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(Many people have wondered how to pronounce Mr. Bellesiles's name. It's ba-leale ..."leale" rhymes with feel.)

Chronology of Events

On April 19, 2002, two months after Emory announced it had launched a formal investigation of Mr. Bellesiles's book, Arming America, the school newspaper, the Emory Wheel, called on the university to complete its work quickly, noting that"by remaining silent on the issue in the face of national controversy, Emory appears to be implicitly supporting Bellesiles.""If Emory has already completed its investigation," the paper's editorial continued,"it has an unquestionable duty to its students to release its findings. And if it has not yet, the University should reach a verdict before he sets foot in the classroom. Whatever the final outcome, Emory must eventually participate in the national dialogue surrounding Bellesiles' research, either to support or denounce him." The editorial included this stinging accusation:"an overwhelming amount of evidence has surfaced to suggest that Bellesiles was indeed guilty to some degree of fraud."

(Note: Mr. Bellesiles is currently a fellow at the Newberry Library in Chicago. He is scheduled to return to Emory in the fall.)

On April 24 National Review, which published several highly critical articles about Mr. Bellesiles in the fall, reported that Columbia University's Bancroft committee was considering taking away the Bancroft Prize, which was awarded to Arming Americain 2001. The magazine cited Roger Lane as a source; Lane himself was a winner of the Bancroft Prize. Doubt was cast on the story the next day when Eric Foner told the magazine,"I've heard nothing about Columbia rescinding the prize. The University's trustees would have to do it, not the Bancroft Committee."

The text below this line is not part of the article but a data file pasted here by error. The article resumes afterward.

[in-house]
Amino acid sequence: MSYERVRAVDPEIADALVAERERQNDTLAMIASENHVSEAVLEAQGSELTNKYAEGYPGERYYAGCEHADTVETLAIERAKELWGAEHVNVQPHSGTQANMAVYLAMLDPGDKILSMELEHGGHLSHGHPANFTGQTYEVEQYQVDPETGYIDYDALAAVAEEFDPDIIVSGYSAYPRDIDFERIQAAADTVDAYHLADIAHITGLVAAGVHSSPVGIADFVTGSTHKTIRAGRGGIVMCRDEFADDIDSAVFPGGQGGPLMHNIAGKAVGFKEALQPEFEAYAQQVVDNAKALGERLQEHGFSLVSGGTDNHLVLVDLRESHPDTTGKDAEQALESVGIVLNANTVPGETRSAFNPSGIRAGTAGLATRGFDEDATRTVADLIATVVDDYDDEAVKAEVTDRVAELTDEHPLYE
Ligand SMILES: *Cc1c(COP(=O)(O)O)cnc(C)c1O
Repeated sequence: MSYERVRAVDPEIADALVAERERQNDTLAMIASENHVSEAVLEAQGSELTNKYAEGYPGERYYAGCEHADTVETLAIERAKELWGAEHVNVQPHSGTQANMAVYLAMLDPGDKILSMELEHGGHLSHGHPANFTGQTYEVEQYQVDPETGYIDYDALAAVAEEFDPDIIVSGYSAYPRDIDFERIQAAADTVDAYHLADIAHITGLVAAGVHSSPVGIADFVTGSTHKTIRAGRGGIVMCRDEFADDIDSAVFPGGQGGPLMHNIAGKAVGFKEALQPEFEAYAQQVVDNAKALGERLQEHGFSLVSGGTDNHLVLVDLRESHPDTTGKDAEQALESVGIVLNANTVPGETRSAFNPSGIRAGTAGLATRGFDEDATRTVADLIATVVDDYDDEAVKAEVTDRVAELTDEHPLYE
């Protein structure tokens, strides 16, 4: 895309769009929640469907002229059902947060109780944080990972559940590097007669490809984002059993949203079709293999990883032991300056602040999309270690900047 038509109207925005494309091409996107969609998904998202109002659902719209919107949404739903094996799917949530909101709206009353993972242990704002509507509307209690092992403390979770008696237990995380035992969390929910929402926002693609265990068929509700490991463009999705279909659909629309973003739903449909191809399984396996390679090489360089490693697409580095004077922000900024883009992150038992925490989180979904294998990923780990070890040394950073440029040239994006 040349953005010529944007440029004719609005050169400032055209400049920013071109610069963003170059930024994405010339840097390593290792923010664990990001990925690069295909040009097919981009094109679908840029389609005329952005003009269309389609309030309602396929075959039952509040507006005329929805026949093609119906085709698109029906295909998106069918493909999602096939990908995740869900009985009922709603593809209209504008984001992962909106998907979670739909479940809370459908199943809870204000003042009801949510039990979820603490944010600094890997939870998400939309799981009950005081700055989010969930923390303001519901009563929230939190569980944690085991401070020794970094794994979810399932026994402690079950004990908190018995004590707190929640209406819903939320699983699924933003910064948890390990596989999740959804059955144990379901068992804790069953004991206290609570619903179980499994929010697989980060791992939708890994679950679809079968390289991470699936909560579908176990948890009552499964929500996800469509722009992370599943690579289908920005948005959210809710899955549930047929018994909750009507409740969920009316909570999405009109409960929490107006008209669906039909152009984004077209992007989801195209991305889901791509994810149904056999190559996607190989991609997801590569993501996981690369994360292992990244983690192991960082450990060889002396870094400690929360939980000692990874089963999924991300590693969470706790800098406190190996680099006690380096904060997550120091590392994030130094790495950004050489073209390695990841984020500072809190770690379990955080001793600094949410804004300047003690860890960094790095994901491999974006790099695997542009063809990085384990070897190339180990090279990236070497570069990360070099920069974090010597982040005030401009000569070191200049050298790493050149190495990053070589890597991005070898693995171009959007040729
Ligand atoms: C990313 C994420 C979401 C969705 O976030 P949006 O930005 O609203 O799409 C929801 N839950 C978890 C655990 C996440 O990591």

Another report by National Review was more portentous; the magazine reported that Bellesiles's Newberry fellowship may be in question:

The National Endowment for the Humanities has sent a letter to the Newberry Library in Chicago which raises serious questions about the Library's $30,000 grant to Michael Bellesiles for the second book he is writing on guns. In a letter to Dr. James Grossman, director of the Newberry Library, the NEH asks the Newberry to provide a written notice of the institution's"procedures for handling alleged cases of academic misconduct and fraud." If the Newberry's response fails to satisfy the NEH's concerns, officials there are prepared to take any"necessary and appropriate actions including but not limited to removing the NEH name from the Newberry Fellowship to Michael Bellesiles."
On April 25 Andrew Ackerman, the Wheel's assistant news editor, reported that Mr. Bellesiles"suggested this week that one of his main critics fabricated e-mails in his name." The charge referred to a controversy first reported by History News Network on April 15, when Mr. Bellesiles denied writing certain emails to critic James Lindgren. According to the Wheel, Mr. Bellesiles this week went further, charging Lindgren with manufacturing the emails:"I don't know how to break this to you, but anyone can print up anything and say I received this e-mail." Bellesiles added:"Shouldn't you go by what I say I said rather than what someone else asserts?"

In a separate article, the paper charged that"Bellesiles may have lied to the Wheel" about the emails, including a